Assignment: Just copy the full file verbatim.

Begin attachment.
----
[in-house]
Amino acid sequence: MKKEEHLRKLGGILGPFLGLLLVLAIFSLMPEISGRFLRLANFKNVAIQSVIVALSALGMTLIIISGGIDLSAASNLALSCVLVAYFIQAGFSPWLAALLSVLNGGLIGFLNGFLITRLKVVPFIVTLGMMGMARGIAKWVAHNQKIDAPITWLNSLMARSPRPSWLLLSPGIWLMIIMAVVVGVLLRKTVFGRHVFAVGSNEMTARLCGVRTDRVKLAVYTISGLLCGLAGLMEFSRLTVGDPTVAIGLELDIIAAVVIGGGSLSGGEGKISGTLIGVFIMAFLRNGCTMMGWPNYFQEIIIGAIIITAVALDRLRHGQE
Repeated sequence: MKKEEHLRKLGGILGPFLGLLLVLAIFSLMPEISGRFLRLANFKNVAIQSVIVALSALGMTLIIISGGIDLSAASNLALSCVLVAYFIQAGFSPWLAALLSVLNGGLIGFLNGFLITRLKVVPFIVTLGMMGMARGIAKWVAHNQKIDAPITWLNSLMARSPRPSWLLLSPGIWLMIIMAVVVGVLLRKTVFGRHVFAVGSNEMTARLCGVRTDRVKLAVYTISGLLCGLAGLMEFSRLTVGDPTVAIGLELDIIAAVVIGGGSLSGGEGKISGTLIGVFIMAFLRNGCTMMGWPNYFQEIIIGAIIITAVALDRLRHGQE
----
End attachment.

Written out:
[in-house]
Amino acid sequence: MKKEEHLRKLGGILGPFLGLLLVLAIFSLMPEISGRFLRLANFKNVAIQSVIVALSALGMTLIIISGGIDLSAASNLALSCVLVAYFIQAGFSPWLAALLSVLNGGLIGFLNGFLITRLKVVPFIVTLGMMGMARGIAKWVAHNQKIDAPITWLNSLMARSPRPSWLLLSPGIWLMIIMAVVVGVLLRKTVFGRHVFAVGSNEMTARLCGVRTDRVKLAVYTISGLLCGLAGLMEFSRLTVGDPTVAIGLELDIIAAVVIGGGSLSGGEGKISGTLIGVFIMAFLRNGCTMMGWPNYFQEIIIGAIIITAVALDRLRHGQE
Repeated sequence: MKKEEHLRKLGGILGPFLGLLLVLAIFSLMPEISGRFLRLANFKNVAIQSVIVALSALGMTLIIISGGIDLSAASNLALSCVLVAYFIQAGFSPWLAALLSVLNGGLIGFLNGFLITRLKVVPFIVTLGMMGMARGIAKWVAHNQKIDAPITWLNSLMARSPRPSWLLLSPGIWLMIIMAVVVGVLLRKTVFGRHVFAVGSNEMTARLCGVRTDRVKLAVYTISGLLCGLAGLMEFSRLTVGDPTVAIGLELDIIAAVVIGGGSLSGGEGKISGTLIGVFIMAFLRNGCTMMGWPNYFQEIIIGAIIITAVALDRLRHGQE